By Laila Espinoza
There is a city on the other side of the U.S.-Mexico border where over 3,000 girls and women have gone missing since 1993, and 913 women have been reported murdered since 2010. This city is Ciudad Juárez, the “sister city” of El Paso, Texas which, in the starkest contrast, has ranked as the fifth safest city in the U.S for a number of years. Between 2008 and 2010, Ciudad Juárez became an international headline. Reports about the Sinaloa and Juárez drug cartels fighting over trade corridor turf, rampant criminality, murder, and public displays of violence and torture made Ciudad Juárez the talk among all spheres of society. The public performance of excessive, unrestrained male violence and domination seduced the international media. This social performance reaffirmed, if not glorified, already existent notions of the Latin machista male in the Western imaginary and equally condoned the already existent gendered forms of violence against girls and women so prevalent in Ciudad Juárez. It is notable that, in the year 2010, the number of feminicides peaked significantly. Even so and ever since, the recurring and continued violence and forced disappearance of girls and women has continued and remains quiet and invisible. The feminized body was again forced to exist as another object of exchange, production, reproduction, and consumption caught in the middle of a war between two cartels over the frontier of the world’s most lucrative traffic of drugs and bodies, echoing a long history of colonization.
The stage had to have already been set so that the public exhibition of male violence against a woman’s body appeared as just another consequence of war over a territory. Spectacular scenes of men killing men, hangings, and drive-by shootings broadcast internationally covered a long past of gendered violence prior to the cartel with a sheet of silence.
In 1993, when the bodies of girls and women started turning up dead, maimed, and showing signs of atrocious rape and torture after having been missing for weeks, it was easier for not only authorities but also the media to look the other way. The little that the media would say about it was that these girls and women had been “mujeres de la calle” (women of the street). A social image of the victims of femicide as “indecent” women was scripted by the media and local government officials and transmitted to the community of Ciudad Juárez and across the border. Most people internalized it and echoed it back again among their neighbors and inside their own homes without reservations, given that there was an already existent strong ideology of marianismo persistently promulgated by the church and characteristic of colonial methods for patriarchal domination. Marianismo, stemming from the Virgen María, means to be chaste, virginal, giving, and a self-sacrificing caregiver. I remember at 13, when the first bodies were found, hearing comments all around me every time the body of another girl or woman was found and identified. These types of comments expressed another form of violence, attacking the girls and women who were alive and had survived. A girl growing up in an environment that upholds severe standards on what is considered a “respectable, good woman” and punishes the “bad, disobedient woman” by means of unrestrained violence becomes a woman who is trapped not only in a society and in her house but in her own gendered body.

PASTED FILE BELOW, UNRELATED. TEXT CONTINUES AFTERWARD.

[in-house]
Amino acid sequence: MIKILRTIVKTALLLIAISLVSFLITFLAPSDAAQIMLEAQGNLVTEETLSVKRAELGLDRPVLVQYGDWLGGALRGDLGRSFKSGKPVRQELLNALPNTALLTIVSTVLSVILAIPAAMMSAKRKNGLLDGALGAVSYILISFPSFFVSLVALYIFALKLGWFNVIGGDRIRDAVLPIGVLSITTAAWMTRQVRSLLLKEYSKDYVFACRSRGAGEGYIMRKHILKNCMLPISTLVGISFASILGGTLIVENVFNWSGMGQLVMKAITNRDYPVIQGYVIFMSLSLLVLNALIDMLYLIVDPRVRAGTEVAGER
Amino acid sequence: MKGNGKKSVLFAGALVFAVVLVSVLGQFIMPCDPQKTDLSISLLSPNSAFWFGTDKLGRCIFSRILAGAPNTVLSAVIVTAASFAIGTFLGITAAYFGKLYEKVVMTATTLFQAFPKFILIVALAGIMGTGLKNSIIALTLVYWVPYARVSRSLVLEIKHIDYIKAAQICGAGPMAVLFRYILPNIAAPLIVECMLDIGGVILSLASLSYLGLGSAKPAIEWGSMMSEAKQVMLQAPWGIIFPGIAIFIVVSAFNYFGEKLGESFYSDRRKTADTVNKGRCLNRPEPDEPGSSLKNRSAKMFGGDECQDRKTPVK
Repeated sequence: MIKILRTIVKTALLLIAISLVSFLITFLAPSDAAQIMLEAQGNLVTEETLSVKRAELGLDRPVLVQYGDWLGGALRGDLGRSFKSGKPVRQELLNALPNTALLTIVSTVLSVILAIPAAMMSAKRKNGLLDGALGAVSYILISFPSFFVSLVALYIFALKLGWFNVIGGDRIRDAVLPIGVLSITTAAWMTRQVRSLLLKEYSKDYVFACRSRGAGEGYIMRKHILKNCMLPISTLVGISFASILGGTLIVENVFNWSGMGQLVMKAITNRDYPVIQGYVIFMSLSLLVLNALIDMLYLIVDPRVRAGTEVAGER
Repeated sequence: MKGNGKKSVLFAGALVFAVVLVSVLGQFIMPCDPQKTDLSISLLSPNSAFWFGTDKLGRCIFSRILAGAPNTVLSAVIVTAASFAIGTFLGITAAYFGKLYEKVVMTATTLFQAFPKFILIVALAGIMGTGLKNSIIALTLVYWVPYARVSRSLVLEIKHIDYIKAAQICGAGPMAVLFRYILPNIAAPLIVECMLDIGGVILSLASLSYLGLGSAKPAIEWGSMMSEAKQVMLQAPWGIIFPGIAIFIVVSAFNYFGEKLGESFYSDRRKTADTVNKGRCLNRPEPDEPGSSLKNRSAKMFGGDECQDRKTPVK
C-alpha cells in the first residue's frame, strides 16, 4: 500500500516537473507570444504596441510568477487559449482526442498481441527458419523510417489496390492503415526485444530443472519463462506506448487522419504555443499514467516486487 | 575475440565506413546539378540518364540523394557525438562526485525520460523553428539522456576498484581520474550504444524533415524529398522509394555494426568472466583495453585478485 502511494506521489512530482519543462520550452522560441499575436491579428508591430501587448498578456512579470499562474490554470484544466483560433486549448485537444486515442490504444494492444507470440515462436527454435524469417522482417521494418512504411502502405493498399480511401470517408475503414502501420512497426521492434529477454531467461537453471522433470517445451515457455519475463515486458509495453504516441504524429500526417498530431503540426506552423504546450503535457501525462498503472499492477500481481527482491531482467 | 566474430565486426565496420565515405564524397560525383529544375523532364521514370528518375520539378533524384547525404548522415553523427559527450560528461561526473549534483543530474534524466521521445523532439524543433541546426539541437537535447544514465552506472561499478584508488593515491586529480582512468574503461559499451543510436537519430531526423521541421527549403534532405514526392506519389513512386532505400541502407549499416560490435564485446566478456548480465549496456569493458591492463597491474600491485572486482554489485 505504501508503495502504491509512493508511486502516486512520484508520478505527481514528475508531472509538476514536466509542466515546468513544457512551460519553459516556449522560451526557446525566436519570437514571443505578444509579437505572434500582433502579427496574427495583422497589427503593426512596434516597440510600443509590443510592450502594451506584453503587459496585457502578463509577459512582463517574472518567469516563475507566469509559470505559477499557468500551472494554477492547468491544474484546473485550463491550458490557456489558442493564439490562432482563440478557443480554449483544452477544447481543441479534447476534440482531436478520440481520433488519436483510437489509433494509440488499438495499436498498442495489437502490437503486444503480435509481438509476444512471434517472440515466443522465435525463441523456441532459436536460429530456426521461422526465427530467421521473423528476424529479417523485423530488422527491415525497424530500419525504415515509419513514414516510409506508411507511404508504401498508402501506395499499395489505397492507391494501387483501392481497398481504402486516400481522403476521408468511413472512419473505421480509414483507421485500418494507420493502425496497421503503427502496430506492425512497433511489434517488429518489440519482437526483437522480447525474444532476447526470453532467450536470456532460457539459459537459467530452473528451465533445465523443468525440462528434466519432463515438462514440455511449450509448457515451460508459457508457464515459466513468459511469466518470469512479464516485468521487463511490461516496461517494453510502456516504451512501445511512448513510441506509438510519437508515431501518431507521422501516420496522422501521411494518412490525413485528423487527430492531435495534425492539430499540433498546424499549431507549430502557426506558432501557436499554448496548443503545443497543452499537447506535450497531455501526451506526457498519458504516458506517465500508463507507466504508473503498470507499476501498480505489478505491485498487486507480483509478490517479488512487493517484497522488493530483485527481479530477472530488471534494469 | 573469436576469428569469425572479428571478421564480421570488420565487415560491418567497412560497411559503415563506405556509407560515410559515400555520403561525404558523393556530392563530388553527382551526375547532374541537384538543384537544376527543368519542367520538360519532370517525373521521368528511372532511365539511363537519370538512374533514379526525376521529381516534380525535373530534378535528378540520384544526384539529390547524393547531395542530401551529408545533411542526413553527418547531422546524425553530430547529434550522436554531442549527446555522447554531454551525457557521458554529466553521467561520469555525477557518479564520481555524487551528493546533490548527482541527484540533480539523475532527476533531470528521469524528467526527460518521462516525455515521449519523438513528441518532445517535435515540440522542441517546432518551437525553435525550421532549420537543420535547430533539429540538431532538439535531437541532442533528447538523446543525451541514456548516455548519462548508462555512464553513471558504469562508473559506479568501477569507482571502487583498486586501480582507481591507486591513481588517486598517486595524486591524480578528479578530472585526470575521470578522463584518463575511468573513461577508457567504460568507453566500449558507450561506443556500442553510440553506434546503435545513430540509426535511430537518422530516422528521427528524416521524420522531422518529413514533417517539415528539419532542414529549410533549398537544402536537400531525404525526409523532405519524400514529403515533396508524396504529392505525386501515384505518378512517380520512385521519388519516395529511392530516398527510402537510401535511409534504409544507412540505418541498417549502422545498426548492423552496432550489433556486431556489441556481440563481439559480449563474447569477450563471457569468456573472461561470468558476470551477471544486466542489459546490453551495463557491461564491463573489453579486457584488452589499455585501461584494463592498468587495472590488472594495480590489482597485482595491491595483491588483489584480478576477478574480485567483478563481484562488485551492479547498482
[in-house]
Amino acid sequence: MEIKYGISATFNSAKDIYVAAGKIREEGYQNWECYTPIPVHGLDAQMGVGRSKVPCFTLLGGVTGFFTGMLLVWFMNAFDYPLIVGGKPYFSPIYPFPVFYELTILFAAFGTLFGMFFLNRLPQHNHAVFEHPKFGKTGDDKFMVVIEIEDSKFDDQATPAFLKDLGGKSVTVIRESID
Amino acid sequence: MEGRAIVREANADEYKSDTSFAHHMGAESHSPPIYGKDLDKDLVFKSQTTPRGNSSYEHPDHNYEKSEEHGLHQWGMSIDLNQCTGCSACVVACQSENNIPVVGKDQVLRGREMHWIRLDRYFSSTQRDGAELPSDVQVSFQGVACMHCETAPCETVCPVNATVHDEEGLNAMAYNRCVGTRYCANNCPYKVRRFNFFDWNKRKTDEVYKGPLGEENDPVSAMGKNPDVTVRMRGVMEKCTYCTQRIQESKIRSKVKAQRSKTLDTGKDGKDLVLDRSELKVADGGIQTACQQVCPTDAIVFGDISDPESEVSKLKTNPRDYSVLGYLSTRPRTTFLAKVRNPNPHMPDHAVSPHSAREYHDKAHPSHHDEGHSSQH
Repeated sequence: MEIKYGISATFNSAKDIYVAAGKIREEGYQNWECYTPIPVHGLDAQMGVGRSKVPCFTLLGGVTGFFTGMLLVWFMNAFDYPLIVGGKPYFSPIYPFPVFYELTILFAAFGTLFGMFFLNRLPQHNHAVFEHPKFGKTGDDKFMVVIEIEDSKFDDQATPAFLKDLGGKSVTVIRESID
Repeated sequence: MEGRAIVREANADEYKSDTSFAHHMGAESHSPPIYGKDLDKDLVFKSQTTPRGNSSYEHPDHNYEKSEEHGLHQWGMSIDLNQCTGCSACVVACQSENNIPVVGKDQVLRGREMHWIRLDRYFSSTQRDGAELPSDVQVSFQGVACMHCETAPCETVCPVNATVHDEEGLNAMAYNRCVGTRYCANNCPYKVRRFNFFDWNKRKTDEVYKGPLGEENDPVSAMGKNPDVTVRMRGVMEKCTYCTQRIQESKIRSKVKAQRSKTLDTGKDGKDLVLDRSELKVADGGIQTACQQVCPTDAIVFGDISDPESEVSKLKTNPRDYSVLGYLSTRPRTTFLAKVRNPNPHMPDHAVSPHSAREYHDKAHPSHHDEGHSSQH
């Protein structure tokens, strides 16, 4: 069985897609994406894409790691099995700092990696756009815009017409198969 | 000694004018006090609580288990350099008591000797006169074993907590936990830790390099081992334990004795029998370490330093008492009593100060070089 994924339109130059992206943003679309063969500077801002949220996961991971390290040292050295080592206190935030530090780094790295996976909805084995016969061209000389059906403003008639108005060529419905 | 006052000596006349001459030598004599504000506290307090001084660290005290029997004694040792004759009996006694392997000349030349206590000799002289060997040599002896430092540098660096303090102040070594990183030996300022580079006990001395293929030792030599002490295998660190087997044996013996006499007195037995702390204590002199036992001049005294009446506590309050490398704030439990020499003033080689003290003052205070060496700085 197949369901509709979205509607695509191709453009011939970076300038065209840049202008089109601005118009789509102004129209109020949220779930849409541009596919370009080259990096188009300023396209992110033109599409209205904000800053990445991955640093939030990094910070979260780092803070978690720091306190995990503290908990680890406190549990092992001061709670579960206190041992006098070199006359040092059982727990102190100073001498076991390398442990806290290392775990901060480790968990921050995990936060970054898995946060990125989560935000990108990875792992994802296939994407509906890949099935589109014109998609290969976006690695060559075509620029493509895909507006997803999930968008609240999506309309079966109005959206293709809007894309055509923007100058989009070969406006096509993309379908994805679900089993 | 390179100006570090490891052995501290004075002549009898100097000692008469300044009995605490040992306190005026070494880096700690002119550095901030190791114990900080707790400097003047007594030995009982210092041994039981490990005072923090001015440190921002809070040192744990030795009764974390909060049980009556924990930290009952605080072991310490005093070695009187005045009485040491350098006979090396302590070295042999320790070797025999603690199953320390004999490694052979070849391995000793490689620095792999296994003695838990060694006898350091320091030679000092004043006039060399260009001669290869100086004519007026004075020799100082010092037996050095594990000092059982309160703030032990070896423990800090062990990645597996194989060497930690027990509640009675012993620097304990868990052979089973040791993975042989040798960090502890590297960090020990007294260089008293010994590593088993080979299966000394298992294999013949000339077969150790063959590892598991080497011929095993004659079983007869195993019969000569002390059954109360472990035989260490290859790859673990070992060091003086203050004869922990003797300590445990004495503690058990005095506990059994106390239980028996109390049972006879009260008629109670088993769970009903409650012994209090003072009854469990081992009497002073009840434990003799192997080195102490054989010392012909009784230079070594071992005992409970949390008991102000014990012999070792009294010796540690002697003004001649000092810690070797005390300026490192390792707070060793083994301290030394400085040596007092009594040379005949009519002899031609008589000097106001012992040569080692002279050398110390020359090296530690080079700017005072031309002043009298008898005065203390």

As the years passed, with more and more bodies of girls and women found dead and many more missing, some people in the community (mainly those who had lost daughters, sisters, and mothers) began to question their own beliefs about who were really the victims of the feminicide. More importantly, they began to question the definition on what is a “good” and a “bad” woman.
Bodies were found in the desert on the peripheries of the city and in the desert by the U.S border. Daughters, mothers and sisters were last seen on their way to work at the maquiladoras (factories), and some of their bodies were found dead in maquiladora parking lots. Girls as young as thirteen were found in vacant lots in the colonias (peripheral under-developed and impoverished settlements), and some were found dead in their own homes while their mothers worked at the maquiladora. Some of these girls as young as twelve had also worked in the maquiladora.
What social and economic conditions needed to exist in a city to be the birthplace of an industry that exploits human life, in particular the female body?